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1.
N Z Med J ; 133(1517): 18-23, 2020 06 26.
Artigo em Inglês | MEDLINE | ID: mdl-32595218

RESUMO

AIM: To consider the possibility of consequences beyond the alleviation of perceived individual suffering, for families left behind, communities and society as a whole should the End of Life Choice Act gain public support in the September 2020 referendum in New Zealand. METHOD: This study used the Yin case study approach to undertake a single semi-structured in-depth interview with a participant who self-identified as having first-hand experience of assisted dying from a relative's perspective (in a country where this is legal). Thematic analysis was used to identify themes and trends from the interview transcript. RESULTS: Three key themes emerged from the interview: the potential for assisted dying becoming an expectation for others to pursue when unwell and possibly facing a life-threatening illness; the notion of stigma being associated with the individual using assisted dying legislation and the family left behind; and that there may be the potential for such legislation to produce a contagion effect. CONCLUSION: The introduction of assisted dying legislation into New Zealand culture provides a potential hotspot for family, community and social discord that may not be easily remedied. Further study in New Zealand is required to investigate whether a contagion effect of assisted dying is possible, and how as a society, we negotiate what could become a conflicted pathway potentially complicated by prejudice, judgement and stigma.


Assuntos
Preconceito/psicologia , Estigma Social , Suicídio Assistido/legislação & jurisprudência , Humanos , Nova Zelândia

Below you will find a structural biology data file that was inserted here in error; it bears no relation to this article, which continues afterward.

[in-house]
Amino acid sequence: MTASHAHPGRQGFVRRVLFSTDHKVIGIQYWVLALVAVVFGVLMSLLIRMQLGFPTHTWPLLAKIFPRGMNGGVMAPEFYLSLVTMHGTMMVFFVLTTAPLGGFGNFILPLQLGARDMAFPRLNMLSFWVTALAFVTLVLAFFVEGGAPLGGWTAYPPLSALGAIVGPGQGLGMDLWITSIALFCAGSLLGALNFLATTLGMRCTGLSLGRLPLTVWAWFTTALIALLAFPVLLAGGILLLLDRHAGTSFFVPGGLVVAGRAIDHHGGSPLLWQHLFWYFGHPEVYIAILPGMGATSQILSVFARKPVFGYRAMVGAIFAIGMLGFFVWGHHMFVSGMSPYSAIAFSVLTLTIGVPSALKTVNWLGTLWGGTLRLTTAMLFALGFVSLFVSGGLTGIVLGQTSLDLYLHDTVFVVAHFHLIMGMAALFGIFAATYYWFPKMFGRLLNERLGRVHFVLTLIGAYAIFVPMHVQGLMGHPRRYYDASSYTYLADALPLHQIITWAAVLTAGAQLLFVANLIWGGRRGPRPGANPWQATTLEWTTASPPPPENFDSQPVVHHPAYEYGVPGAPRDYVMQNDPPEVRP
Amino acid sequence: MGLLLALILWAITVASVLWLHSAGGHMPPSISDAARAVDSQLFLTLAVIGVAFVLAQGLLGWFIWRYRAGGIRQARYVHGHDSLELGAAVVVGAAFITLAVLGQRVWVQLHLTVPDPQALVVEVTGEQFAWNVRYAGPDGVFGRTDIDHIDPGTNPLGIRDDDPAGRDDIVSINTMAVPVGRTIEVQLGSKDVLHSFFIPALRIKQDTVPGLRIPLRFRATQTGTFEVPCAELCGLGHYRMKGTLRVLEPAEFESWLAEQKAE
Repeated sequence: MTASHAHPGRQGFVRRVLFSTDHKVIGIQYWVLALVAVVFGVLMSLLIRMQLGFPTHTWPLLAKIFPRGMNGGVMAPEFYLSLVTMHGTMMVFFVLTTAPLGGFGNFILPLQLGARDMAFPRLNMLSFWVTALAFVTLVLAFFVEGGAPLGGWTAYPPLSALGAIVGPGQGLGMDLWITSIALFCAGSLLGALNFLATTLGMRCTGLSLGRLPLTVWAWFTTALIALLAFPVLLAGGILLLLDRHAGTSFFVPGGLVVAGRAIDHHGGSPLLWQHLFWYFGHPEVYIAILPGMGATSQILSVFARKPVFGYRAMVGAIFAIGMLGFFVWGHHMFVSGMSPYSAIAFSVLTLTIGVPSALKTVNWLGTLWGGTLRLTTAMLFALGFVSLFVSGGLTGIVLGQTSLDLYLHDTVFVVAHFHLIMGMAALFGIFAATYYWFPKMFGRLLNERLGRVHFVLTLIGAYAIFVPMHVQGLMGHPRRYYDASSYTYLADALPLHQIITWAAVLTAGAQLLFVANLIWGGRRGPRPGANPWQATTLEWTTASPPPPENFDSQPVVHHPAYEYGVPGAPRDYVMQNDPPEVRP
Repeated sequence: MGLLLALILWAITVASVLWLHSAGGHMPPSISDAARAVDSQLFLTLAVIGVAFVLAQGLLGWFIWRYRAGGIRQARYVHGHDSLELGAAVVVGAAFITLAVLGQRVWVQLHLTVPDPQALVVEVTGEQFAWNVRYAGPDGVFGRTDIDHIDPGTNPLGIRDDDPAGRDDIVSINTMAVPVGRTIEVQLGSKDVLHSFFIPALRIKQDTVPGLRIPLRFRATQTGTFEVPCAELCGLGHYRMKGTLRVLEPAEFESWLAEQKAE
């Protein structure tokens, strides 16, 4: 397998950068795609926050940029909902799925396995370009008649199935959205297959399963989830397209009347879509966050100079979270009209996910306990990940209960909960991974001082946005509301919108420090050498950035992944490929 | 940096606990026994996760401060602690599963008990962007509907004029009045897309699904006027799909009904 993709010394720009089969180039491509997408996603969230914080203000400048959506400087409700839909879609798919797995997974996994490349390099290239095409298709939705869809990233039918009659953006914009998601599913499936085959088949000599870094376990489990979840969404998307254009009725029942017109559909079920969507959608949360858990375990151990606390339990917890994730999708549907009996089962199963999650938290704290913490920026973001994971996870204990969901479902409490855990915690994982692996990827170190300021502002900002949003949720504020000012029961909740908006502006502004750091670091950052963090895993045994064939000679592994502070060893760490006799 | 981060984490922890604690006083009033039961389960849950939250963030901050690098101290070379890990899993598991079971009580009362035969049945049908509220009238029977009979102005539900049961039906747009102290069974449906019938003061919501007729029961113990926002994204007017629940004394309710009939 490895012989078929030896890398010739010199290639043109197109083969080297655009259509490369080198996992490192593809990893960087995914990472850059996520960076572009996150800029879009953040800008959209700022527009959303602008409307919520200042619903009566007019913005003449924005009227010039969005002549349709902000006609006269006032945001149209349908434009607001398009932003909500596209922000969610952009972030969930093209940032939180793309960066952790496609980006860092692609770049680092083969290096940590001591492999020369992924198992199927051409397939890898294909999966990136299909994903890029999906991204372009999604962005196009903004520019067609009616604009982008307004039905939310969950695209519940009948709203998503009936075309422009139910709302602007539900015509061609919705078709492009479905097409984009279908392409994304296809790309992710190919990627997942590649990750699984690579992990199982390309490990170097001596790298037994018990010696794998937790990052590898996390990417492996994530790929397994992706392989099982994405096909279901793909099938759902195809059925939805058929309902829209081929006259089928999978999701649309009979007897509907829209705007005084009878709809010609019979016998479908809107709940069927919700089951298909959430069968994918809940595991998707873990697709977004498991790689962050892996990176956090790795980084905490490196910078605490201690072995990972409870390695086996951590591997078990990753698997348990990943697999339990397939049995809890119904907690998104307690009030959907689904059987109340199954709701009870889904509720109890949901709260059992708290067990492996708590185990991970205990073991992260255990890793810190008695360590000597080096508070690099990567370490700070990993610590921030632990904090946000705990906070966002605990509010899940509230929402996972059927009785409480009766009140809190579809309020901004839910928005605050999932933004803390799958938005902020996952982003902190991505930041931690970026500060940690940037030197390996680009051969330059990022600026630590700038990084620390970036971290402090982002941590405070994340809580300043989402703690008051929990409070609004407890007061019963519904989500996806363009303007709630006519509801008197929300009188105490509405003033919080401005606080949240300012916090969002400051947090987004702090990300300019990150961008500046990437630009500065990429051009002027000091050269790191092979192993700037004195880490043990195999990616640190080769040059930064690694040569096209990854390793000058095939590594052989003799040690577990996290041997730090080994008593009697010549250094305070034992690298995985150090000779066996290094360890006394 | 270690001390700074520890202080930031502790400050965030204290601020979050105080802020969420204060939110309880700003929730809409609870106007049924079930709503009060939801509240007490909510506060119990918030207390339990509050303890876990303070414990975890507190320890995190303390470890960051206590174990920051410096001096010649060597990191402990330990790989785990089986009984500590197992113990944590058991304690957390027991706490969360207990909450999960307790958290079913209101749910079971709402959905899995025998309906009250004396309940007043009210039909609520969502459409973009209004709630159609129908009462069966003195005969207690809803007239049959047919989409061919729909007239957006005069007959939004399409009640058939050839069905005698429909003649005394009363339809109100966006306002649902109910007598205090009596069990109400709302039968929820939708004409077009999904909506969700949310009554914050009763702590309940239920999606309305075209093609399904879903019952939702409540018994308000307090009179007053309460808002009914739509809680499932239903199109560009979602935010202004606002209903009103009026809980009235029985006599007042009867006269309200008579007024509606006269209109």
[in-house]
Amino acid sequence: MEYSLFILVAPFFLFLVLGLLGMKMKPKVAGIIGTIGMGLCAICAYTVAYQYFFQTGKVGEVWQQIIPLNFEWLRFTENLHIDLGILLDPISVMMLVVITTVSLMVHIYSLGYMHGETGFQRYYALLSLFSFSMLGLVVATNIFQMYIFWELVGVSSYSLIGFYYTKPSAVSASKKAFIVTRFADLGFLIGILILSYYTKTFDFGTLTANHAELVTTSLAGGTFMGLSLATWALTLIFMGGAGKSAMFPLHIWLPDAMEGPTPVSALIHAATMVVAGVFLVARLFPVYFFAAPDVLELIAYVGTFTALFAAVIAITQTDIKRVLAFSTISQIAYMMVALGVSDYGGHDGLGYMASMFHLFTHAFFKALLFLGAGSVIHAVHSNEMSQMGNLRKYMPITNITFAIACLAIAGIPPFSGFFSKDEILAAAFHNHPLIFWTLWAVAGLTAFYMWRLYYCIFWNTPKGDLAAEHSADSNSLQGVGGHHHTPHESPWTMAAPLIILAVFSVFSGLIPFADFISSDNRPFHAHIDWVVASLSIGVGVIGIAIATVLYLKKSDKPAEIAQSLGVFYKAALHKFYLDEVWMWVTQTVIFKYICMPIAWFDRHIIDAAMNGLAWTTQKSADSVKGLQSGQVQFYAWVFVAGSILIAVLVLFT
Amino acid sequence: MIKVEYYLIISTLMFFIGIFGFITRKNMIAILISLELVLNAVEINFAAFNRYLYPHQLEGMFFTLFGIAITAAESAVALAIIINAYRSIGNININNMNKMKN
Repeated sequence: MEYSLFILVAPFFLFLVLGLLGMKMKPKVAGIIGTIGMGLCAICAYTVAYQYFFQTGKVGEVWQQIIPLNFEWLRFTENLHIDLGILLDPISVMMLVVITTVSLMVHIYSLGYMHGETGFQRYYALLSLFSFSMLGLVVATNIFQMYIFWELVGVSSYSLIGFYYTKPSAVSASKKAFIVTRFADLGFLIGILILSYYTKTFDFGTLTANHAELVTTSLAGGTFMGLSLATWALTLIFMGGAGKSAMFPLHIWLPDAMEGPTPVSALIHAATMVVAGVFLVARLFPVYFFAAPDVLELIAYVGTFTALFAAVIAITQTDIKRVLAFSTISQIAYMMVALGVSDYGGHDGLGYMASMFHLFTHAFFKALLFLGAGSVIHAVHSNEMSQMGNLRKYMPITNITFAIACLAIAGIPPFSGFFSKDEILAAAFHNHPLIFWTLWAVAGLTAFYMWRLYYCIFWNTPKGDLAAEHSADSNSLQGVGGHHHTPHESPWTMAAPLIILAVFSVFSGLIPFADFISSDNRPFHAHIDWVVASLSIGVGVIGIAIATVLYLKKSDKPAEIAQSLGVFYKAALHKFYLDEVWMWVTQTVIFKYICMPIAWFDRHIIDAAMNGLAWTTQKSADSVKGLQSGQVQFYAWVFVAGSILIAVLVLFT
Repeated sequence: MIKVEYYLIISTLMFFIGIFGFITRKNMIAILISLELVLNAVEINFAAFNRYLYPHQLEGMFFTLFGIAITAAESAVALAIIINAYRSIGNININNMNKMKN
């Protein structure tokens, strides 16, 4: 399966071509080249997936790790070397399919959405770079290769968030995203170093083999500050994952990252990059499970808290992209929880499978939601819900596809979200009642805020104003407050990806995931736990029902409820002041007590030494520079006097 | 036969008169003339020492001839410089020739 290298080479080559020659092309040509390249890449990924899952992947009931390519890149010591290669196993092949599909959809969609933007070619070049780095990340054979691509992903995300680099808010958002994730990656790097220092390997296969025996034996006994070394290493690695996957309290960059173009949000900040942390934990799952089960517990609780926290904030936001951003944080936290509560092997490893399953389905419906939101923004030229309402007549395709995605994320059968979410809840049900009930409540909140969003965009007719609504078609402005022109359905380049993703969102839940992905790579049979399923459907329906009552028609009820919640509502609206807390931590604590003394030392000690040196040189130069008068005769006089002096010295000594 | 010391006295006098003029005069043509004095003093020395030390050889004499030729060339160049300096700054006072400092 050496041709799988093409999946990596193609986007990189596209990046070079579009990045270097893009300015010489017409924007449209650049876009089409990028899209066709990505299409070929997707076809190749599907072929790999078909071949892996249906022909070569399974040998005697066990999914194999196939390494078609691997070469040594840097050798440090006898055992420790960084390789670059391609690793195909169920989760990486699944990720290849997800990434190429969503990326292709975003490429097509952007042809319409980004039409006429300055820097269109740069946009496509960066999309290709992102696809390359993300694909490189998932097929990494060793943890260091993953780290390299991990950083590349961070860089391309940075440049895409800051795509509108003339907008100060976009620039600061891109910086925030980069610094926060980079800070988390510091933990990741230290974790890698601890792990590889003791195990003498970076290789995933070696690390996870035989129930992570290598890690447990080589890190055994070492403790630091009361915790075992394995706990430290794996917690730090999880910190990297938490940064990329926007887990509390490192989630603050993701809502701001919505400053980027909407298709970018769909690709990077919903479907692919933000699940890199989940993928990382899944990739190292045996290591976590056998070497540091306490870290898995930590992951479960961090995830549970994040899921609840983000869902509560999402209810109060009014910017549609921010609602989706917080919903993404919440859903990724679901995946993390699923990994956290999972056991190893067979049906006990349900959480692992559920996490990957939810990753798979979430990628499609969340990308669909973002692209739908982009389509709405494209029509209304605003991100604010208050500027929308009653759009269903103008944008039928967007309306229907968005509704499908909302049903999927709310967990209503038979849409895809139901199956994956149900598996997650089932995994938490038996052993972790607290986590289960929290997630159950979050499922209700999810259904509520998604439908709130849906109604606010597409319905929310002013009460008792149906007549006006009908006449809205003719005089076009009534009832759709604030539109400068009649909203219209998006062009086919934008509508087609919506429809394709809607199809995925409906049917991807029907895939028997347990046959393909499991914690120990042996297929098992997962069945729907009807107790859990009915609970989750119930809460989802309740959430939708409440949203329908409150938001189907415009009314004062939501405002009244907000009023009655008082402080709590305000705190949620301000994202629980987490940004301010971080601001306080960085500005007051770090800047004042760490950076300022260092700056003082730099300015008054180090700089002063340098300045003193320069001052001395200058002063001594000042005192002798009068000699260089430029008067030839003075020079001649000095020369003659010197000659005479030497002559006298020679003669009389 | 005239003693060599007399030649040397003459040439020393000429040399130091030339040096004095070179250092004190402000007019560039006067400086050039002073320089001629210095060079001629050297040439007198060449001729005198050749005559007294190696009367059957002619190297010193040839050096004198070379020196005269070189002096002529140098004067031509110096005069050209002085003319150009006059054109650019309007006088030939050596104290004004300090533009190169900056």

2.
Monash Bioeth Rev ; 38(1): 49-67, 2020 May.
Artigo em Inglês | MEDLINE | ID: mdl-32335862

RESUMO

End-of-life decision-making in patients with dementia is a complex topic. Belgium and the Netherlands have been at the forefront of legislative advancement and progressive societal changes concerning the perspectives toward physician-assisted death (PAD). Careful consideration of clinical and social aspects is essential during the end-of-life decision-making process in patients with dementia. Geriatric assent provides the physician, the patient and his family the opportunity to end life with dignity. Unbearable suffering, decisional competence, and awareness of memory deficits are among the clinical considerations that physicians should incorporate during the end-of-life decision-making process. However, as other societies introduce legislature granting the right of PAD, new social determinants should be considered; Mexico City is an example. Current perspectives regarding advance euthanasia directives (AED) and PAD in patients with dementia are evolving. A new perspective that hinges on the role of the family and geriatric assent should help culturally heterogeneous societies in the transition of their public health care policies regarding end-of-life choices.


Assuntos
Diretivas Antecipadas/ética , Tomada de Decisões/ética , Demência , Ética Médica , Eutanásia/ética , Legislação Médica , Suicídio Assistido/ética , Diretivas Antecipadas/legislação & jurisprudência , Idoso , Bélgica , Bioética , Cultura , Eutanásia/legislação & jurisprudência , Família , Humanos , Consentimento Livre e Esclarecido , México , Países Baixos , Pessoalidade , Médicos , Políticas , Mudança Social , Fatores Sociológicos , Suicídio Assistido/legislação & jurisprudência , Assistência Terminal/ética , Assistência Terminal/legislação & jurisprudência
3.
Br J Nurs ; 29(7): 442-443, 2020 Apr 09.